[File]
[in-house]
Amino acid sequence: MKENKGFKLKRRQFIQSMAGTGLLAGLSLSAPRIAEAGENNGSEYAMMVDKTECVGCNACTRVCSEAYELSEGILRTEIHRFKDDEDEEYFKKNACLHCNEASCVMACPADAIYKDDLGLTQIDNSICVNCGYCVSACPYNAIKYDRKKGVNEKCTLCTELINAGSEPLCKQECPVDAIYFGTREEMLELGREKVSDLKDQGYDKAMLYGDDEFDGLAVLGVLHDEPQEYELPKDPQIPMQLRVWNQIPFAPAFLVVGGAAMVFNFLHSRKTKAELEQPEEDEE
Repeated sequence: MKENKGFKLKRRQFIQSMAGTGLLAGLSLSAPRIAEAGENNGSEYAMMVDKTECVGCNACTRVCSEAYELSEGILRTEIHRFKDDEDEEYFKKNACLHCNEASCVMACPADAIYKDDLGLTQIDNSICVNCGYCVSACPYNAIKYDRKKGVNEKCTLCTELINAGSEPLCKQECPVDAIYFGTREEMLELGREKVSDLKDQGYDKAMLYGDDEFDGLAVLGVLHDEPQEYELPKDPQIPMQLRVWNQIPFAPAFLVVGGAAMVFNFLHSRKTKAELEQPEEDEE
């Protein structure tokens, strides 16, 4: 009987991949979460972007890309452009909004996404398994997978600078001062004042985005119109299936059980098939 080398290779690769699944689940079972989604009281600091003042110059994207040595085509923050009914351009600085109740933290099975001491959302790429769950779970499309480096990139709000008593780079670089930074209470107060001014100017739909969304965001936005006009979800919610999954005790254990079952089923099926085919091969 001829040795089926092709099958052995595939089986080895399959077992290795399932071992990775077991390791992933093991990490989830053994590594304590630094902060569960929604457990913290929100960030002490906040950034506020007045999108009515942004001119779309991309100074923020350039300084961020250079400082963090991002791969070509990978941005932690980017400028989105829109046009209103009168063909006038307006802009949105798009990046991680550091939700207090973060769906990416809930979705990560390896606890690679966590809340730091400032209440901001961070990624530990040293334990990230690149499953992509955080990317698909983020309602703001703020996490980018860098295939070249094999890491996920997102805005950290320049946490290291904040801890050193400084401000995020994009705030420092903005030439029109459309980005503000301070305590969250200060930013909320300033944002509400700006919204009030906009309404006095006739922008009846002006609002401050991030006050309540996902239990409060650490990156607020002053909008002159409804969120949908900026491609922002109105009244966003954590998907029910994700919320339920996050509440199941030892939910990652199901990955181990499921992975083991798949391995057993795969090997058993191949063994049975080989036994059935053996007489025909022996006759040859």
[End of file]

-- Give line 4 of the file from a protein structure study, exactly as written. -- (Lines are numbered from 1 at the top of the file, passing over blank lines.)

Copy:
């Protein structure tokens, strides 16, 4: 009987991949979460972007890309452009909004996404398994997978600078001062004042985005119109299936059980098939 080398290779690769699944689940079972989604009281600091003042110059994207040595085509923050009914351009600085109740933290099975001491959302790429769950779970499309480096990139709000008593780079670089930074209470107060001014100017739909969304965001936005006009979800919610999954005790254990079952089923099926085919091969 001829040795089926092709099958052995595939089986080895399959077992290795399932071992990775077991390791992933093991990490989830053994590594304590630094902060569960929604457990913290929100960030002490906040950034506020007045999108009515942004001119779309991309100074923020350039300084961020250079400082963090991002791969070509990978941005932690980017400028989105829109046009209103009168063909006038307006802009949105798009990046991680550091939700207090973060769906990416809930979705990560390896606890690679966590809340730091400032209440901001961070990624530990040293334990990230690149499953992509955080990317698909983020309602703001703020996490980018860098295939070249094999890491996920997102805005950290320049946490290291904040801890050193400084401000995020994009705030420092903005030439029109459309980005503000301070305590969250200060930013909320300033944002509400700006919204009030906009309404006095006739922008009846002006609002401050991030006050309540996902239990409060650490990156607020002053909008002159409804969120949908900026491609922002109105009244966003954590998907029910994700919320339920996050509440199941030892939910990652199901990955181990499921992975083991798949391995057993795969090997058993191949063994049975080989036994059935053996007489025909022996006759040859």